Finding the balance with babies and dogs is possible, but may feel overwhelming in the beginning. One of my favorite movies when I was a child was Disney’s Lady and the Tramp. A line that I remember from that movie is, “when the baby moves in, the dog moves out”. Lady and the Tramp was released in 1955 but the sentiment of that statement still rings true today.
I had my first child when I was 21. At the time, I worked full time at an animal welfare organization and had three dogs of my own (an Australian Shepherd and two pit bull mixes). I was also fostering a special needs puppy. I had my second child a few years later. I raised my children in a multiple dog home. It can be done with the right tools.
Supervision, Management, Training
These are the keys to balancing dogs and babies. Dogs are very adaptable. For many families, dogs were the first “babies”, before the human babies came along. Many new mothers feel guilty that they will not be able to give their dogs enough attention now that their first priority is their baby. It is perfectly understandable to have these feelings. It is perfectly okay for the dog to take the back seat at many times in our often hectic lives. Hiring a certified professional dog trainer who specializes in Dog & Stork training can help you have a personalized plan in place before baby arrives and address specific concerns once baby is here.
As a dog trainer and behavior counselor, my goal is to help the family integrate. Your dog loves you, and for many dogs, you are the only family that he has known—especially if your dog is over the age of six. Old dogs can learn new tricks and they can adjust to new living situations. It is our job to bridge the communication gap and to help them learn the new rules.
Dogs are very smart…they just don’t speak English. So dogs will growl, snap, and perhaps bite if their warnings are ignored. As mothers, it is our job to protect our children and our dogs. Growling is good. It lets us know how are dogs are feeling. It is your signal to remove your dog from a situation that is stressful to a place of safety. You wouldn’t expect your 80 year old relative to watch your toddler all day, so it only makes sense that your senior dog should have a child free space. Until children are old enough to learn boundaries, it is our job as parents to set them.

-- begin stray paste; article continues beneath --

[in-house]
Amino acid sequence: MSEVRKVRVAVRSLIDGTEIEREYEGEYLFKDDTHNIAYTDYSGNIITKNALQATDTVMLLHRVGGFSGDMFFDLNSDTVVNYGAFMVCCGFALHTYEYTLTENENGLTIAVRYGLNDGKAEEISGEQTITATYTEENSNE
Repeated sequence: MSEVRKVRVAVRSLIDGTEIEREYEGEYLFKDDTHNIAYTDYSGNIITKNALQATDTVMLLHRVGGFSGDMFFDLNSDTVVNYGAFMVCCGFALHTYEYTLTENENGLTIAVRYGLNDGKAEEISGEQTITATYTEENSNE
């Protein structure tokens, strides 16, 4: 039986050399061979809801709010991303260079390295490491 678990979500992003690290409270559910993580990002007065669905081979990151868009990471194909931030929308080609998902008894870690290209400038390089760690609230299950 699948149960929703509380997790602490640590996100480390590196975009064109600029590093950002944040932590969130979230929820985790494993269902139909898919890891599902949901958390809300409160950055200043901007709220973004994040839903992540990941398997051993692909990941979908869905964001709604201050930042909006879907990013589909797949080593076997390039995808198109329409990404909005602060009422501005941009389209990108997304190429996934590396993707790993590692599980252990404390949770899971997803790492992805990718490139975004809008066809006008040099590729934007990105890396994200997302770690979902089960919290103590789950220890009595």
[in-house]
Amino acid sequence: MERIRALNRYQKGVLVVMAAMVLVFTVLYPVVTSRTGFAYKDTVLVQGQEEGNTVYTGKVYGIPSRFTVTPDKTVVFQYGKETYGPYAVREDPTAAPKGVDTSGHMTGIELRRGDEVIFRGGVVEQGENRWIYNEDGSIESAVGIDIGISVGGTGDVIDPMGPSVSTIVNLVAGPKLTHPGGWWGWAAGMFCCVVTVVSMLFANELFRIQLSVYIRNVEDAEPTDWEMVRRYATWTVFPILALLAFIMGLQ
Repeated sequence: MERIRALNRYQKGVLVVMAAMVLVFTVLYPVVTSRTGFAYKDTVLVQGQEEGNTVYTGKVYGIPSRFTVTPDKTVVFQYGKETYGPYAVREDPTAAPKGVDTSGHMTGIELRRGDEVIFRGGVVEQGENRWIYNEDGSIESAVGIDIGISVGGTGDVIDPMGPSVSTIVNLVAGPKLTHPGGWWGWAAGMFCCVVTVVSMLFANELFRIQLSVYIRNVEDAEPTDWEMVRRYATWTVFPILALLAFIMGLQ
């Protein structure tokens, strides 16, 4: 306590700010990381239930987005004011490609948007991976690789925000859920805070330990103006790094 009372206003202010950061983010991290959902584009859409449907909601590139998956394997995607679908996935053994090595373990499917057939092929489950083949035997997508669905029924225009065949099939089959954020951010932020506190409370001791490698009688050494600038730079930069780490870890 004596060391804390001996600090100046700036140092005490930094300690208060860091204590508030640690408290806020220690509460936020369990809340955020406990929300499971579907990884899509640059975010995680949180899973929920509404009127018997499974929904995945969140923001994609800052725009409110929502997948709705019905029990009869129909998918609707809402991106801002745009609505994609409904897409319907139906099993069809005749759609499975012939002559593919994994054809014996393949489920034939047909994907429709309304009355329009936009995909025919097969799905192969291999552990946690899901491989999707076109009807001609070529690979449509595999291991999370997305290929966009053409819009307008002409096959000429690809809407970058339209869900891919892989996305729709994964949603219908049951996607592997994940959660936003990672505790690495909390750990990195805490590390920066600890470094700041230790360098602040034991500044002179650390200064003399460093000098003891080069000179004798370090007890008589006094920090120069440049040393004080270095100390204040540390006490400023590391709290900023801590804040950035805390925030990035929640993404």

Safety Zones. Safe zones are critical
There need to be separate areas where our children can roam without the dog there and where the dog can snooze without a child in his space. Children and dogs should never be unsupervised. It doesn’t matter how well you know your dog, they should never be left unsupervised. Time shared space is a great way to integrate a harmonious living situation. For example, when your child is napping, your dogs can hang out with you. If your child is cruising the living room, the dog should be in a space behind a baby gate or in the yard.
Don’t feel guilt about not giving your dog enough time. Your dog appreciates being a part of your family. Dogs are crepuscular, meaning they are active during dawn and dusk. Give your dog 5 to 10 minutes of mental exercise (sit, down, tricks, etc.) and 20 minutes of physical exercise (walks, playing fetch, etc.). Schedule time with your dog around when you aren’t busy with the kids.
Different Stages, Different Rules
As your baby grows, there are so many different stages of development. During each stage, you will need to adjust the rules for your dog so that everyone can live harmoniously.
As your children grow, start teaching them to respect your dog’s space, as well as how to stay safe by teaching them how dogs communicate. Do teach your dog not to jump on your child by teaching him a polite greeting. Do teach your dog where his spot is in every room. Do teach your dog when to go outside or in the bedroom. Do teach your children to leave the dog alone while he is eating, sleeping or chewing on his toys. Do teach your children how to appropriately pet dogs.
There are a lot of resources to help your raise your child with dogs. Don’t give up, get help. Dogs and children can be lifelong friends. Children often make the best dog trainers. To get help making your home more harmonious, feel free to contact me at firstname.lastname@example.org, I would love to help.
About the Author
Lisa Giesick, mother of two, has worked with animals for over 30 years. She is a CPDT-KA dog trainer and the owner of Ohana Pet. Her educational background includes child development, psychology, criminology, and basic & advanced Humane Academies. Lisa lives on the island of Maui with her four dogs, six cats, turtle, and husband.